Tomatoes were found to have one of the widest varieties of detectable levels of herbicides and pesticides, with more than 80 different chemicals being detected in at least one tomato sample. None of the 80-plus substances detected appeared in more than half of the tomato samples, but their saturation was much more spread out than for other foods tested, and a total of seven chemicals were found in roughly 1 in 5 samples. The two most common were the fungicide difenoconazole and the insecticide chlorantraniliprole, both detected on just under a quarter of tomato samples.
10 Best Produce Items
Here are 10 products that are among those recording the least traces of pesticides, herbicides or other chemicals.
Only 25 substances, a fraction of all chemicals covered by the testing, showed up on any of the cantaloupes tested. Of those, 24 were found in less than 10 percent of cantaloupes, and the most common, endosulfan sulfate, is an insecticide whose use is being phased out in the United States and globally. It was found in about 17 percent of cantaloupes tested.
A total of 28 substances were detected in testing of cauliflower samples. The most commonly detected was the insecticide imidacloprid, which was found on about a third of cauliflower samples. Of the other substances, just one, Deltamethrin (insecticide), was found on more than 5 percent of samples — and just barely, being detected on 6.1 percent of cauliflower.
Testing revealed traces of 28 different chemicals in cabbage, but none of the substances detected were found on more than 10 percent of samples. The most commonly found substances on cabbage were imidacloprid (8%) and the fungicide azoxystrobin, which was found on 4 percent of samples.
While testing showed 31 distinct substances on the asparagus samples examined, none were present in more than 5 percent of samples. However, the most commonly detected substance, chlorpyrifos, is a controversial insecticide that at one time the EPA was set to ban before the agency changed course in 2017. Chlorpyrifos was found on just over 4 percent of asparagus.
Less than 20 herbicides, pesticides or insecticides were detected on eggplant samples, and the vast majority of them were present in less than 5 percent of samples tested. However, versions of endosulfan were found on about 15 percent of samples. Use of this substance is being reduced and phased out around the world.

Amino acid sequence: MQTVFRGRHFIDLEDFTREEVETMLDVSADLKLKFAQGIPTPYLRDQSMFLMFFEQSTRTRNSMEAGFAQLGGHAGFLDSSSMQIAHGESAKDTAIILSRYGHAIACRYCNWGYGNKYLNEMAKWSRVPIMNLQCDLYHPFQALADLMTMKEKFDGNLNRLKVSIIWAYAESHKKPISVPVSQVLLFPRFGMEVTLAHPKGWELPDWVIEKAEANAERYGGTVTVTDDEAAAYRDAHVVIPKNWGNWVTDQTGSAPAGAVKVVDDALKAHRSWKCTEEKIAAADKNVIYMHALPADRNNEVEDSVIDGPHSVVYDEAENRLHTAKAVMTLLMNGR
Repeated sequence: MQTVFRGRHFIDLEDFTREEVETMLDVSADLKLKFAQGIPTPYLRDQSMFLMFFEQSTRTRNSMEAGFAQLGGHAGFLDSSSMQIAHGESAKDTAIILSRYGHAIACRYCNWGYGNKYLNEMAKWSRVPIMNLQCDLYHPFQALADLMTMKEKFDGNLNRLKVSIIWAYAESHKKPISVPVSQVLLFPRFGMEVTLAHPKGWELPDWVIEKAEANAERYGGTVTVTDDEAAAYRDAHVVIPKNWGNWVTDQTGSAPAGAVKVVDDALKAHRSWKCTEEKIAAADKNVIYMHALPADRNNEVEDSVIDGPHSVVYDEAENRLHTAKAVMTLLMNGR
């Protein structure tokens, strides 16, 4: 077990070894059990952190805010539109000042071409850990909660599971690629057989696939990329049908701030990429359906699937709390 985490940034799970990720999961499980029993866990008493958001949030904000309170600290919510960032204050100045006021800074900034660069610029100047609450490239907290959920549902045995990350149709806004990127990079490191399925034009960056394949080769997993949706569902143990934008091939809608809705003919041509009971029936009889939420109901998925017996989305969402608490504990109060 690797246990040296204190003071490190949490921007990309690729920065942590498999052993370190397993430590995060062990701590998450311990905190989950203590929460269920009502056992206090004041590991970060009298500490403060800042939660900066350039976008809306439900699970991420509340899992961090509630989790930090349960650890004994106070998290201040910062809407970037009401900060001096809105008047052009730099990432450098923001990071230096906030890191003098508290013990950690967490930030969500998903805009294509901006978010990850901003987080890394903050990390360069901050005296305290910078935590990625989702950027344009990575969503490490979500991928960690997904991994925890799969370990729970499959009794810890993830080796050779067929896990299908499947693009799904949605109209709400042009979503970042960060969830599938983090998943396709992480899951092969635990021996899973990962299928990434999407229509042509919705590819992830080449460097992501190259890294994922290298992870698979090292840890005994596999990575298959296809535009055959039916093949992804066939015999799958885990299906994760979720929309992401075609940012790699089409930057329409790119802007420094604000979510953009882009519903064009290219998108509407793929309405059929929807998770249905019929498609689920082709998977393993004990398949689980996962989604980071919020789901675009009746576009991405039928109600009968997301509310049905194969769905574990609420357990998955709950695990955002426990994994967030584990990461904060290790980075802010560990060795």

Testing revealed just nine substances on any papaya samples, with four of those showing up on less than 1 percent of papayas. The most common was boscalid, which was found on about 9 percent of papaya samples.
Ten chemicals were detected on onion samples, and half of those were found in less than 1 percent of all onions checked. Boscalid, again, was the most commonly found substance, turning up in about 13 percent of onions.
Sweet Peas Frozen
Frozen sweet peas contained just six substances, according to the testing results, and only one was found in more than 5 percent of samples. Dimethoate, an insecticide, was found in about 17 percent of frozen sweet pea samples tested.
Testing of pineapples revealed traces of only six chemicals, with none of them breaking the 5 percent mark among all samples. The most commonly detected was a fungicide, triadimefon, which appeared in 4.4 percent of samples.
EWG’s analysis determined that avocados were by far the cleanest products tested, and the numbers back that up. Only one chemical was detected on avocados, the insecticide imiprothrin, which was found in just over 1 percent of all tested avocados.
While the idea of chemical residue coating the fruits and vegetables you feed to your family isn’t exactly an appetizing one, knowledge is power. Now that you know which products are the most (and least) likely to have potentially dangerous chemical residue, you can make a more informed decision as a consumer.
- Environmental Working Group, EWG’s 2019 Shopper’s Guide to Pesticides in Produce. (2019.) Retrieved from https://www.ewg.org/foodnews/summary.php#dirty-dozen
- U.S. Department of Agriculture, Pesticide Data Program. (2019.) Data accessed from https://apps.ams.usda.gov/pdp